To prepare for Chelsea piece Amy painstakingly made over 100 panels with fabric, beads and wire.   They were sewed, crocheted and beaded; each panel took 2.5 hours to make.  On the competition day Amy worked from 4am on Wednesday right up until the final whistle at 12.45am Thursday to finish her design.  She used various techniques on her piece, she layered and wove bark and leaves onto the panels and dotted flowers throughout.  Amy made 18 beaded panels for each tier using a total of 20,000 beads!


Many of the flowers were glued onto the design but some of the more fragile flowers were placed in tiny test tubes.  Most of the flowers were arranged in a massed style, Amy used reindeer moss, phalaenopsis orchids, white Lydia spray rose, Romantic Pepita spray rose, tanacetum, triteleia, spray carnations, brunia, cotton bush and hyacinth.

Both designs are now on show at Serenity Bridal, 17 St.Botolphs Street, Colchester.

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Following on from yesterdays post, here are the final 5 of my top ten green flowers.


5 – Viburnum Opulus
Each viburnum flower head is a cluster of lots of tiny pale green flowers. There are several heads on a stem and each heads delicately bobs about.  Their soft green colour looks very natural mixed in any type of arrangement from bouquets to table centres and larger arrangements.

Green-Gladioli4 – Gladioli
Gladioli has made a come back in recent years with lots of gorgeous new colours. The acid green gladioli look anything but traditional.  The flower stems are very long and suit large designs like pedestal arrangements or tall vase designs.
Green-Lady-Slipper-Orchid3 – Lady Slipper Orchid
If you want an exotic feel to your wedding flowers you can’t go wrong with orchids.  These slipper orchids are exotic and beautiful, mixed in a bouquet with other flowers or peeking above a table design.  Cymbidium orchids and dendrobium orchids are also available in green.  Orchids are one of the dearer flowers but they are striking and very long lasting.  Cymbidium orchids are perfect for submerging in tall cylinder vases.
Green-Goddess-Arum-Lily2 – Green Goddess Arum lily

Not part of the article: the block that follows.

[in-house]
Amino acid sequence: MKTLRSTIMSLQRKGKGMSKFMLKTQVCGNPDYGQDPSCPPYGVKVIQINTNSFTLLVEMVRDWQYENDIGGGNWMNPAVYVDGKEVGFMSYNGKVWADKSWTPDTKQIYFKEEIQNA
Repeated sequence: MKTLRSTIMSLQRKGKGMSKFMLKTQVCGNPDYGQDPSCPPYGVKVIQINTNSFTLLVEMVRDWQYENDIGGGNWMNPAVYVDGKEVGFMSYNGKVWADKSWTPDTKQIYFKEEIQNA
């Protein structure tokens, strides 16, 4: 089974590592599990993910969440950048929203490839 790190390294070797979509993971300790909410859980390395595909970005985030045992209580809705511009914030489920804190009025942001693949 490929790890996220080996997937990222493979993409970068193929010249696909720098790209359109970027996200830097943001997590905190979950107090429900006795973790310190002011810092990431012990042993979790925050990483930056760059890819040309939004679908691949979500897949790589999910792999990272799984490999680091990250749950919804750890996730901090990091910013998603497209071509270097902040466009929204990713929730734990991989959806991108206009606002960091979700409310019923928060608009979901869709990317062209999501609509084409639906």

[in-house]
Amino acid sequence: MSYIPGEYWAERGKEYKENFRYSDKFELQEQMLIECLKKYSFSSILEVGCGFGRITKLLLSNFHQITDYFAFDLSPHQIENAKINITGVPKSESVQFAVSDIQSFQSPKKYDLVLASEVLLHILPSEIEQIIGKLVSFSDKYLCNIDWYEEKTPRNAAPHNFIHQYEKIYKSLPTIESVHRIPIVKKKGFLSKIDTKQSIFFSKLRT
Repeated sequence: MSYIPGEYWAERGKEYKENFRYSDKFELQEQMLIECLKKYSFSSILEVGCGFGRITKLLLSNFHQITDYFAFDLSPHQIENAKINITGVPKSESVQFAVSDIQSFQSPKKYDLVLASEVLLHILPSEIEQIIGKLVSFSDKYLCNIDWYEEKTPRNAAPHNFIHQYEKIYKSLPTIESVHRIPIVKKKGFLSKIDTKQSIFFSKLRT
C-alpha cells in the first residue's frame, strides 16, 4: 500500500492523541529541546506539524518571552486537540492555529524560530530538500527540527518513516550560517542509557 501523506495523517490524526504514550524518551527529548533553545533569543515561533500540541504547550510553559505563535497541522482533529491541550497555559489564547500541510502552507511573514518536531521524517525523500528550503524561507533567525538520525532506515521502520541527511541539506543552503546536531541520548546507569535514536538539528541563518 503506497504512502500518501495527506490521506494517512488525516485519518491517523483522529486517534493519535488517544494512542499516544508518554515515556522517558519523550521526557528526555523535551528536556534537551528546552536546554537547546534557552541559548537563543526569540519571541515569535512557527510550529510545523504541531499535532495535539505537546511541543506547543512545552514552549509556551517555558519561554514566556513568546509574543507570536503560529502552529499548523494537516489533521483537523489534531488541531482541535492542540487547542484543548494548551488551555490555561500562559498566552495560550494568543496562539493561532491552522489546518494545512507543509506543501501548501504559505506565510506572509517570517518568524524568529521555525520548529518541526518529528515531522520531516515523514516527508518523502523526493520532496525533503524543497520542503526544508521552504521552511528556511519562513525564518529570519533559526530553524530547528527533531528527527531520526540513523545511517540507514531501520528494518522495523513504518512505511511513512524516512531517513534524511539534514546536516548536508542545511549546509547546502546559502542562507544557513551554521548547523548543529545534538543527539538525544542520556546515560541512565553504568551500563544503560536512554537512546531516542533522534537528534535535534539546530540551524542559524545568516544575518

These impressive flowers also known as callas lilies, have huge heads that unravel as they open.  They are very tall so are perfect for big vase arrangements or pedestal arrangements.  They are a premium flower but they offer a big impact for their price tag and will last several weeks in a vase.
Super-Green-Rose1 – Super Green Rose
Roses had to be number one in the top ten, they are still one of the most popular wedding flowers. This rose is exactly what it’s name suggests, a huge green rose. Super Green is a type of rose known as a garden rose or cabbage rose as it has lots of petals and opens up very big.  Roses work well in any wedding flowers from bouquets to arrangements.

Super green rose –foxpointfarms.com
lady slipper orchid – hiloorchidfarm.com
Green Goddess Arum -  plantsgaloreonline.co.uk
Gladioli – gee-tee.co.uk

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Green flowers may seem like an unusual choice for wedding flowers, but green can be a very beautiful and natural colour scheme.  There are plenty of green flowers to choose from whether you prefer soft sage green or bright lime green, you can even get acid green flowers.  Adding green flowers to a mixed colour design will ‘lift’ the other colours.

Counting down from number 10:

Green-Chrysanthemum10 – Feeling Green Spray Chrysanthemum
This is a spray type of chrysanth so it has several heads on a stem.  The flowers are very hardy so are good for designs that won’t be in water.  The uniform shape of these chrysanths looks great in compact designs like pomanders or spheres of flowers.
Green-Trick-Dianthus9 –  Green Trick Dianthus
These unusual looking flowers are a type of sweet william, from the carnation family.  You usually see them in small bunches of pinks and reds.  This fluffy flower is a spherical shape and looks a bit like moss.  It looks great mixed with a vibrant colour in modern textured bouquets or kept simple with white flowers and foliage.
Green-Hydrangea8 – Hydrangea
For summer weddings Hydrangea are the perfect flower.  The large blooms come in various shades of green from a soft pale colour to lime to and green with hints of pink.  Hydrangeas work well with a country garden theme or a more contemporary look.  They are also  lovely grouped together for bridal bouquets. Hydrangea may seem a little pricey but they are at least twice the size of most flowers and fill a lot of space in an arrangement.
Green-Chrysanthemum7 – Shamrock Chrysanthemum Bloom
This is the second chrysanth in my top ten list, but it looks so different to chrysanth spray I had to include it.  You would be forgiven for not regconising these flowers as Chrysanthemums.  Their spiky shape and vivd lime colour is a million miles away from the old fashioned chrysanth sprays supermarkets offer.  These blooms work best in large contemporary designs and look fabulous mixed with bright exotic flowers.
Green-Amaranthus6 – Amaranthus
This flower has beautiful flowing heads that look lovely anywhere flowers can naturally trail or hang down.  The edge of a mantelpiece arrangement, hanging from a garland at the church entrance or hanging from a bouquet.  It is a pretty alternative to ivy or grasses.
My top 5 green flowers will follow in tomorrows post.
Green Trick Dianthus – sieraflowerfinder.com
Amaranthus – Petitfleurevents.com